South Africa still lives with its past. It is ever present and confronts us in every way. We are unable to shake it even when we desperately want to and we are still going to vote along racial lines.
The Democratic Alliance (DA) has been trying to destroy this voting pattern by putting black faces at the forefront of its election campaigns. One of its tactics has been to portray its premier candidate for Gauteng Mmusi Maimane as a Barack Obama-type figure.
There is a very clear, calculated reason for this: to attract young, black, middle class voters and the born-frees all the parties have been trying to secure. Unfortunately, only 33.6% of born-frees are registered to vote – compared to 60% of those in their 20s and 90% of people older than 30. This means one million born-frees are not interested and have not at all been inspired, even by the Obamafication of Maimane.
Of course it is a huge problem for all political parties, not just the DA, which has banked on them because, as their logic went, since the born-frees have no experience of the struggle, they won’t feel compelled to vote for the ANC. It seems they were wrong.
The born-frees don’t feel compelled to vote for anyone. The excitement deficit our leaders have generated is demonstrated by the lack of these young ones’ interest in voting.
US President Obama’s strongest supporters in 2008 were first-time voters, and this was the same strategy the DA attempted. The difference for the country’s Democrats then was that Obama actually generated excitement because of who he was and his story. People don’t know Maimane. He came out of nowhere for them. He is manufactured in their eyes. Obama introduced himself in 2004 to the American public and ran for president for two years so that by the time elections came, they knew who he was and what he stood for.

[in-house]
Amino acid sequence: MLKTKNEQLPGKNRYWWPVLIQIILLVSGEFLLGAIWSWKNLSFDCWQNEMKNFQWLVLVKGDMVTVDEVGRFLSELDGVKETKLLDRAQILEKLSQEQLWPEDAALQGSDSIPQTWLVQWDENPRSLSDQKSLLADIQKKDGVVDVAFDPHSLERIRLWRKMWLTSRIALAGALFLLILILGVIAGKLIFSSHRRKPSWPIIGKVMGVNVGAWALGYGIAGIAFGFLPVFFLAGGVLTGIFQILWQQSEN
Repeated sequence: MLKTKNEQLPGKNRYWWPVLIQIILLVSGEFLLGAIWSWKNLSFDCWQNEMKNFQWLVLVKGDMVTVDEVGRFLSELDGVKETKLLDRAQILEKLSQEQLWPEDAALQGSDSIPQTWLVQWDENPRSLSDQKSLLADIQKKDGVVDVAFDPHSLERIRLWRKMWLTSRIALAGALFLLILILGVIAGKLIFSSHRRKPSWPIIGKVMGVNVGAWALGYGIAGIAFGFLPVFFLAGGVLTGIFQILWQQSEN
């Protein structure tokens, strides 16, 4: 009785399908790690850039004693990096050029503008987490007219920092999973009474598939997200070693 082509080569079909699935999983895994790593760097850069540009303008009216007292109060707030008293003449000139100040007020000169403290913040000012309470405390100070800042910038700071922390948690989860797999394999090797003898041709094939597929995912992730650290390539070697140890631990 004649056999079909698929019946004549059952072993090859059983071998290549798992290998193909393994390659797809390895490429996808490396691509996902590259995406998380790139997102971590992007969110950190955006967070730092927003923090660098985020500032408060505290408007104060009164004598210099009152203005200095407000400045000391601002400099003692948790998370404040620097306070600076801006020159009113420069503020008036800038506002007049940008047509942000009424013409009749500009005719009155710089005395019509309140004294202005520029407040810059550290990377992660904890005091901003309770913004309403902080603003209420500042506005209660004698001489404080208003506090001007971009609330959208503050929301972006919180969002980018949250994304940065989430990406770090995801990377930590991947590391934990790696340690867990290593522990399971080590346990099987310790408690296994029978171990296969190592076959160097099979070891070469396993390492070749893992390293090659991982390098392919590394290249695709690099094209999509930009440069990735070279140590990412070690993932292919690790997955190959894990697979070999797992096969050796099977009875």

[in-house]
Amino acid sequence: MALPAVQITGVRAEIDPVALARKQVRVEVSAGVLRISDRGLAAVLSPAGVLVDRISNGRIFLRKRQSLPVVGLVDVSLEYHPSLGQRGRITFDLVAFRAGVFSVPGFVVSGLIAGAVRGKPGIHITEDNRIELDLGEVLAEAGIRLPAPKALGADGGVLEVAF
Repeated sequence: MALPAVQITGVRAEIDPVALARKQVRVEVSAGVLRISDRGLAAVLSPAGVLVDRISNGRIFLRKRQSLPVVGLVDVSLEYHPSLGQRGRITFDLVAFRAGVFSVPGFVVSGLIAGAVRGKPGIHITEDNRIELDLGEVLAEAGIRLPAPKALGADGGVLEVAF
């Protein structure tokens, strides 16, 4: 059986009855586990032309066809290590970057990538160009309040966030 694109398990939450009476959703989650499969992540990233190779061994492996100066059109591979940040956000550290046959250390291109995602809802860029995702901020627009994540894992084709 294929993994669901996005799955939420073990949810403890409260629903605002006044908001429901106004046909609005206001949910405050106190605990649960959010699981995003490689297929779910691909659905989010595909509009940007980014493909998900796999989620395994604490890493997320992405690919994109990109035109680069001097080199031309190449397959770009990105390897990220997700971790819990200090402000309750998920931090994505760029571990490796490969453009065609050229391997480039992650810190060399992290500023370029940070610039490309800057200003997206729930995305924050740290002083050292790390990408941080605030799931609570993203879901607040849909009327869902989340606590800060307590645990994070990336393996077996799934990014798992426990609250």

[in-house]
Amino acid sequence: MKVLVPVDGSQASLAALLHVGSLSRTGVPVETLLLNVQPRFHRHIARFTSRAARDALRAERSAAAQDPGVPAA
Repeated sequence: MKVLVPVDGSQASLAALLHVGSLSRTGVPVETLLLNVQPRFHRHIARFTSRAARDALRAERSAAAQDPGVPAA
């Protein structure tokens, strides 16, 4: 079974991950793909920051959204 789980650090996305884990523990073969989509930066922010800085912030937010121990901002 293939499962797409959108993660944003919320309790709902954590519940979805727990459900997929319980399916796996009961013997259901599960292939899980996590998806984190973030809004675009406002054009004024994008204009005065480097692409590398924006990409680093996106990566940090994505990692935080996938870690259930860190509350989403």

DA party leader Helen Zille knows that black South Africans are suspicious of the DA, not necessarily because they believe she is racist and will bring back apartheid, but they just don’t feel they would be a priority under DA rule.
The DA has done a remarkable job in making Maimane seem like he is, in fact, the leader of the party. He is on almost every DA poster one sees in Gauteng, for example, and there are a few posters peppered with Zille just to remind you she is still in charge. Even though she says the party is not about racialising politics in South Africa, the DA is practicing racial politics. The thinking is that Maimane is black and will therefore appeal more to black voters than Zille will, so the party put him on TV and posters so that the voter can see the DA isn’t a white party.
Unfortunately, many people see Maimane as something of a puppet, that there are powers behind the operation that are not black. So they are suspicious about the agenda of the people behind him. His emergence has been far too sudden for people to trust him.
He is perhaps being groomed as the next party leader after Zille. It is becoming more clear: the DA needs a black leader in order to get an even greater share of the vote. But will the DA membership allow such a thing to happen?
What the DA has done a lot more successfully than the ANC, is to come across as deracialised by making some of its black leaders prominent. In the past, the ANC had many prominent white leaders who were right at the heart of the movement. Not only white, but coloured and Indian too. We don’t see that as much any more, which seems to indicate there is an emergence of racial polarisation in the ANC, which needs to be addressed urgently. The ANC was the most racially mixed party of any in South Africa for a long time. Yes, there are still many people of other races in the ANC, but they are not prominent and are kept as workhorses. The ANC needs to be very deliberate in getting these leaders some airtime.
In this election, too, we will see people vote along racial lines, despite all the work the DA has done. The party has the right idea but it was badly executed.